It is not news to anyone who reads The Sober World that we have a drug epidemic of monstrous proportions in this country. In Palm Beach County, Florida alone, emergency medical services personnel advised recently that there are between five to eight overdose deaths per week from heroin. Families, therapists, treatment professionals, clinicians, technicians and anyone affected by addiction need to know all the tools at their disposal to get assistance to the substance impaired individual. The State of Florida has a history of being proactive in some instances in terms of getting help to substance impaired individuals, which is especially needed at this time in our state. In 1993 Florida enacted the Hal S. Marchman Act, the first law of its kind in the country to get substance abusers into treatment via the courts. Many treatment professionals around the country bemoan the lack of such a law in their home states. Studies by UCLA and NIMH have demonstrated that court sanctioned treatment is more effective than treatment which is not court ordered. The Marchman Act provides leverage to the family of the alcoholic/addict to stop the destructive behavior and require that the individual go to treatment for a significant period of time or go to jail for violating the court’s order for treatment. Not surprisingly, most addicts would prefer the comfy confines of a treatment facility to those of a jail cell.
Effective July 1, 2016, the Legislature made changes to Florida’s Marchman Act which makes it easier to get help for the substance impaired individual. Now, a single, unrelated adult (such as a friend or colleague) can petition the court for treatment services for the addict/alcoholic instead of requiring three unrelated individuals to file the petition for assessment or treatment. Sometimes families are terribly enmeshed with their addict/alcoholic and cannot or will not take the necessary action to intervene. The new changes make it easier for impaired individuals to get the needed help who do not have family members nearby or whose family either will not or cannot become involved.
The Marchman Act now makes it clear that an individual with a “co-occurring mental health disorder” can be ordered to treatment. As a lawyer practicing in this area of the law throughout Florida, many cases in my office have a significant co-occurring mental health disorder such as a mood disorder
(bipolarity and depression, most typically). The revised law is very helpful to families of a loved one who suffers with a mental illness and substance abuse. Sometimes the substance abuse is a way of self-medicating and not the major issue.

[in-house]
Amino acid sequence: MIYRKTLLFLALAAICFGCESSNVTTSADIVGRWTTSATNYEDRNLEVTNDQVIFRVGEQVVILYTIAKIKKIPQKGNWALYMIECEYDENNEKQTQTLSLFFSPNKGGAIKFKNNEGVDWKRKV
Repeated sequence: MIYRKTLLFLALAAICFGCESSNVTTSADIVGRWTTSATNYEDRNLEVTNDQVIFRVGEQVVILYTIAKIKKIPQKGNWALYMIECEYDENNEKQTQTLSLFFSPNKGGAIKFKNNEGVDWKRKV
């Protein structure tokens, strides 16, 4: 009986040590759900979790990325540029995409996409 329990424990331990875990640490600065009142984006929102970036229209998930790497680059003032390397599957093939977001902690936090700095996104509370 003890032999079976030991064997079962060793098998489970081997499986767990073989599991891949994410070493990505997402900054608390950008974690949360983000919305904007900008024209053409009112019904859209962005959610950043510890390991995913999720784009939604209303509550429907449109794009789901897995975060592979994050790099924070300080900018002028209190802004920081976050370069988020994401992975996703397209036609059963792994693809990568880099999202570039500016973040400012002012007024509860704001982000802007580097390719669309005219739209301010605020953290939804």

The revised Act now increases the initial time for treatment from 60 days to 90 days. Many times the family wants to extend the treatment order beyond the initial residential setting to allow for intensive outpatient treatment with a sober living component and then later, a further step down to outpatient treatment and a sober living environment. All of these modalities are permitted under the Marchman Act which presumably allows with the use of extensions of the treatment order, for an individual to remain under an order for in excess of six months.
The Marchman Act typically involves two steps – assessment and treatment. Assessment takes place by a qualified professional and must be done within 72 hours, presumably from the time the individual arrives at the facility for the assessment. During the assessment period, the individual is to be held by the facility for five days unless the family has filed the petition for treatment. Our office’s practice is to always initially file the treatment petition with the assessment petition so that the facility can legally hold the individual beyond the initial five days. The changes to the Act now require that a treatment services hearing occur within five (5) days after the petition for treatment services is filed; hence, this is a rapid process. This change has caused a great deal of strain on the Clerks’ office in terms of scheduling but so far they are doing a good job complying with the statute.
The revised Act makes it a bit more difficult to have an order for treatment services entered when the person has not previously failed at treatment. However, I have not yet seen that used as a defense to a Marchman Act proceeding.
The changes to the law make it clearer that when the impaired individual has the resources to pay for treatment that he or she should pay or make the necessary arrangements with his or her insurer to pay for it.
More and more people are wisely using the Marchman Act to get the help needed for their loved ones.
Joe Considine has practiced law in South Florida since 1983. His practice is limited to family law and addiction related law including the Marchman Act. Joe has handled over 1500 litigation cases in his career, appearing in courts throughout Florida.
Joe works extensively with families whose loved ones have substance abuse and mental health problems as an attorney. He lectures throughout Florida on family law matters including the Marchman Act and other substance abuse related issues.
Email address is firstname.lastname@example.org